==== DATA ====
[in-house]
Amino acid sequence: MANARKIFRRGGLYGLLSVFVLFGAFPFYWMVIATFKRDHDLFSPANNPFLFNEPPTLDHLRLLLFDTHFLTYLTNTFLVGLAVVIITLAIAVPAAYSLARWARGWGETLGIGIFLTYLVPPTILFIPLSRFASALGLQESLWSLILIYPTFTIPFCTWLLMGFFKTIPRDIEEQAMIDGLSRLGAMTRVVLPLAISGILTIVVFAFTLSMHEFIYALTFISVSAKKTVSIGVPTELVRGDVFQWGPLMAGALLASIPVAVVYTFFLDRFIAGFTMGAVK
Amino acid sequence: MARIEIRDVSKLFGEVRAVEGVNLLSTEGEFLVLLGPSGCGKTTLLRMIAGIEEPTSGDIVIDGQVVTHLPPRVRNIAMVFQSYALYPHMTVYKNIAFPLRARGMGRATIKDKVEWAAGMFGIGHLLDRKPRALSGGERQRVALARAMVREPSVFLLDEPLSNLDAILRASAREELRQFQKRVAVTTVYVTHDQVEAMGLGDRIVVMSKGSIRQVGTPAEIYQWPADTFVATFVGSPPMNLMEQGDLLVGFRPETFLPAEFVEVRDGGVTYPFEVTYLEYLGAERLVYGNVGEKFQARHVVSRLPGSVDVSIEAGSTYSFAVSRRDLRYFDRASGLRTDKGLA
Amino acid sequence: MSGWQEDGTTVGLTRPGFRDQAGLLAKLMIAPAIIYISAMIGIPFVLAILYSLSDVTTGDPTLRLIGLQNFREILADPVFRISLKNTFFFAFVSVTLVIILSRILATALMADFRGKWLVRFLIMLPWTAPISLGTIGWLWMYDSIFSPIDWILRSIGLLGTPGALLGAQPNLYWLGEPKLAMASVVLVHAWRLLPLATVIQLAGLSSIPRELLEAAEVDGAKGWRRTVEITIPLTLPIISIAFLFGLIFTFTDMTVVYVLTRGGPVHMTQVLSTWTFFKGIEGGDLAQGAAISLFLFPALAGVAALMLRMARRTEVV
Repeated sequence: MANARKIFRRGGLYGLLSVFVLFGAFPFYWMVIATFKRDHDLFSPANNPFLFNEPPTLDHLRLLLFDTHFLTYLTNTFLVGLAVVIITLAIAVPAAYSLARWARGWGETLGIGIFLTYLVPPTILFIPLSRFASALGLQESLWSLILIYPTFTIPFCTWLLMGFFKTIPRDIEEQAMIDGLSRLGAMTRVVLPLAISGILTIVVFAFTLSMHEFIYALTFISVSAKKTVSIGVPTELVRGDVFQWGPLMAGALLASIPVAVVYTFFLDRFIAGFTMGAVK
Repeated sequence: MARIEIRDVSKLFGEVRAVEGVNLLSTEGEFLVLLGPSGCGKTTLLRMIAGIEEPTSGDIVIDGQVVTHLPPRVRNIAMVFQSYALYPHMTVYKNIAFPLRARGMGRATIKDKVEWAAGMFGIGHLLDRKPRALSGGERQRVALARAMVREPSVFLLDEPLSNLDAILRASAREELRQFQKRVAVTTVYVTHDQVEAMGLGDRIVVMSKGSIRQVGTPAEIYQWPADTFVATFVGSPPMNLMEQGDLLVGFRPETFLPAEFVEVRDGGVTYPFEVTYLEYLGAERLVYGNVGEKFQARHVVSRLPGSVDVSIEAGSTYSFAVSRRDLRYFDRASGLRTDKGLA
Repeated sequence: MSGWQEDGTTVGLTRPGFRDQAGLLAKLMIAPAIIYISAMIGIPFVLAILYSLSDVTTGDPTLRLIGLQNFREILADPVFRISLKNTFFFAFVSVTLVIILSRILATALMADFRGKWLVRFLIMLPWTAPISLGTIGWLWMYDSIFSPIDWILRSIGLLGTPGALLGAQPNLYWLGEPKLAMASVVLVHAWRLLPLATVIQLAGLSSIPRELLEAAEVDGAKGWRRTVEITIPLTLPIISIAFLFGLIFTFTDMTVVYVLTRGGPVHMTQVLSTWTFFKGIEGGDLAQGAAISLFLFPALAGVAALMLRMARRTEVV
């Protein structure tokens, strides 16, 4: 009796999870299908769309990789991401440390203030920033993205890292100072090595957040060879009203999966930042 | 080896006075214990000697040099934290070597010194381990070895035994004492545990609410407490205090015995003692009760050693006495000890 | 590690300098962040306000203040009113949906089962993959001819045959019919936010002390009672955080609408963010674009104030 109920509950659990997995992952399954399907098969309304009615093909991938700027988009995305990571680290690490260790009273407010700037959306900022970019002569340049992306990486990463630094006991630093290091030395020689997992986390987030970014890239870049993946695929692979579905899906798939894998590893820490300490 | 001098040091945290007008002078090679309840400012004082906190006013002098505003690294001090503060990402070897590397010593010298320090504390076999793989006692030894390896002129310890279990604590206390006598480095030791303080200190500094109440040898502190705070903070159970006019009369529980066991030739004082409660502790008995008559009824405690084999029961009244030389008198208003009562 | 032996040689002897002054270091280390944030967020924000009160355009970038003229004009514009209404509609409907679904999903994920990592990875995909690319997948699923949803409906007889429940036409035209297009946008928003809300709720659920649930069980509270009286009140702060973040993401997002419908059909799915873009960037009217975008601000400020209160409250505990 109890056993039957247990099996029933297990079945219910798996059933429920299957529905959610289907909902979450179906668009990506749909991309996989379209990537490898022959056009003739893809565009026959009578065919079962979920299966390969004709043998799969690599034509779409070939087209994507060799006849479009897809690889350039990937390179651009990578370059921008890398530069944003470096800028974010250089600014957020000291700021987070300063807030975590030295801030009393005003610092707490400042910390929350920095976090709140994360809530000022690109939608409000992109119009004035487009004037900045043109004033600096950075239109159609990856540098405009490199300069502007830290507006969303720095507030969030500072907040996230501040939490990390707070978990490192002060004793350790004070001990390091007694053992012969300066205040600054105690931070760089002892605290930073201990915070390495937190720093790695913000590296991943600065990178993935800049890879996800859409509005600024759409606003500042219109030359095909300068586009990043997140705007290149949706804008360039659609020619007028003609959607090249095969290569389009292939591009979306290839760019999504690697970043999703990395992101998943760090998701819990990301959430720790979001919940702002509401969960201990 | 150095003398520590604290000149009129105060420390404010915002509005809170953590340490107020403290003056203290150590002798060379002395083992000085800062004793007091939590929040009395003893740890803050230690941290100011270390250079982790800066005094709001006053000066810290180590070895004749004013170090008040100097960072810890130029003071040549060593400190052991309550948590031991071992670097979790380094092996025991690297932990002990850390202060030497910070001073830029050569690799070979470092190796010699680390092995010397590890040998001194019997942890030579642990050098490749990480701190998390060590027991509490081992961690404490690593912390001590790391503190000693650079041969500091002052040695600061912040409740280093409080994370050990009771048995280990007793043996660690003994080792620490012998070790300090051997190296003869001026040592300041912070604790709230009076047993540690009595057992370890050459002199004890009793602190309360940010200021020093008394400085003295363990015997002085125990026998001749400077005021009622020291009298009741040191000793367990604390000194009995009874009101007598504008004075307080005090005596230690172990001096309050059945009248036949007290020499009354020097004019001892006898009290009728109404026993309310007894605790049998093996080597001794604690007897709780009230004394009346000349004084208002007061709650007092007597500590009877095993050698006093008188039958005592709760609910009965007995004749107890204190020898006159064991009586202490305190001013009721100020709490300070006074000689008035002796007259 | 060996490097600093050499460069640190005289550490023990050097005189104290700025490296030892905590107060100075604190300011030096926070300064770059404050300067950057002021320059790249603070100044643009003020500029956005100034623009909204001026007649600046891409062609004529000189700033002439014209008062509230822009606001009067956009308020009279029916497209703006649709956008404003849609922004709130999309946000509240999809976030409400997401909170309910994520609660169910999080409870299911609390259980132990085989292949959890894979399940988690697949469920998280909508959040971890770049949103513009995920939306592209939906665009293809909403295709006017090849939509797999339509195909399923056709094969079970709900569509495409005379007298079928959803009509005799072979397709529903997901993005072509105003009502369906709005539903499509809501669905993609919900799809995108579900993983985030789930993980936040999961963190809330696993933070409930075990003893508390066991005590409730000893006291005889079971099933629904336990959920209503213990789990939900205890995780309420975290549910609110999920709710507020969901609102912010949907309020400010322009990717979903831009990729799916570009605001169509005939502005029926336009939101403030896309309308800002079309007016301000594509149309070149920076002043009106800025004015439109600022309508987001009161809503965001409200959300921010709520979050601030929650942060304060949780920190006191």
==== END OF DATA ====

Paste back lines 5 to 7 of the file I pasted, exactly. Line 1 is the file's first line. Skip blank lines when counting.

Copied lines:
Repeated sequence: MANARKIFRRGGLYGLLSVFVLFGAFPFYWMVIATFKRDHDLFSPANNPFLFNEPPTLDHLRLLLFDTHFLTYLTNTFLVGLAVVIITLAIAVPAAYSLARWARGWGETLGIGIFLTYLVPPTILFIPLSRFASALGLQESLWSLILIYPTFTIPFCTWLLMGFFKTIPRDIEEQAMIDGLSRLGAMTRVVLPLAISGILTIVVFAFTLSMHEFIYALTFISVSAKKTVSIGVPTELVRGDVFQWGPLMAGALLASIPVAVVYTFFLDRFIAGFTMGAVK
Repeated sequence: MARIEIRDVSKLFGEVRAVEGVNLLSTEGEFLVLLGPSGCGKTTLLRMIAGIEEPTSGDIVIDGQVVTHLPPRVRNIAMVFQSYALYPHMTVYKNIAFPLRARGMGRATIKDKVEWAAGMFGIGHLLDRKPRALSGGERQRVALARAMVREPSVFLLDEPLSNLDAILRASAREELRQFQKRVAVTTVYVTHDQVEAMGLGDRIVVMSKGSIRQVGTPAEIYQWPADTFVATFVGSPPMNLMEQGDLLVGFRPETFLPAEFVEVRDGGVTYPFEVTYLEYLGAERLVYGNVGEKFQARHVVSRLPGSVDVSIEAGSTYSFAVSRRDLRYFDRASGLRTDKGLA
Repeated sequence: MSGWQEDGTTVGLTRPGFRDQAGLLAKLMIAPAIIYISAMIGIPFVLAILYSLSDVTTGDPTLRLIGLQNFREILADPVFRISLKNTFFFAFVSVTLVIILSRILATALMADFRGKWLVRFLIMLPWTAPISLGTIGWLWMYDSIFSPIDWILRSIGLLGTPGALLGAQPNLYWLGEPKLAMASVVLVHAWRLLPLATVIQLAGLSSIPRELLEAAEVDGAKGWRRTVEITIPLTLPIISIAFLFGLIFTFTDMTVVYVLTRGGPVHMTQVLSTWTFFKGIEGGDLAQGAAISLFLFPALAGVAALMLRMARRTEVV